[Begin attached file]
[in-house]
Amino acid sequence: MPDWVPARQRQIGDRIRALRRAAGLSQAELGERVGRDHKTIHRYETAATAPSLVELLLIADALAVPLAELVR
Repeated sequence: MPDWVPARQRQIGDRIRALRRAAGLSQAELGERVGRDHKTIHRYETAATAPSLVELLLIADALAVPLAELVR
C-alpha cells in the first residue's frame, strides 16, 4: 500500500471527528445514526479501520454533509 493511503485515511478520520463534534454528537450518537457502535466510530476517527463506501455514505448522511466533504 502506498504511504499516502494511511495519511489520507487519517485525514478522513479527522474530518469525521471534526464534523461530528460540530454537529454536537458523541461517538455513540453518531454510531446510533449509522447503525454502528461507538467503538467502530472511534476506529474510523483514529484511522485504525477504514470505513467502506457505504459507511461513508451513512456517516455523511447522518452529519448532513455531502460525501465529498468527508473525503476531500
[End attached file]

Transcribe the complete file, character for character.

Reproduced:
[in-house]
Amino acid sequence: MPDWVPARQRQIGDRIRALRRAAGLSQAELGERVGRDHKTIHRYETAATAPSLVELLLIADALAVPLAELVR
Repeated sequence: MPDWVPARQRQIGDRIRALRRAAGLSQAELGERVGRDHKTIHRYETAATAPSLVELLLIADALAVPLAELVR
C-alpha cells in the first residue's frame, strides 16, 4: 500500500471527528445514526479501520454533509 493511503485515511478520520463534534454528537450518537457502535466510530476517527463506501455514505448522511466533504 502506498504511504499516502494511511495519511489520507487519517485525514478522513479527522474530518469525521471534526464534523461530528460540530454537529454536537458523541461517538455513540453518531454510531446510533449509522447503525454502528461507538467503538467502530472511534476506529474510523483514529484511522485504525477504514470505513467502506457505504459507511461513508451513512456517516455523511447522518452529519448532513455531502460525501465529498468527508473525503476531500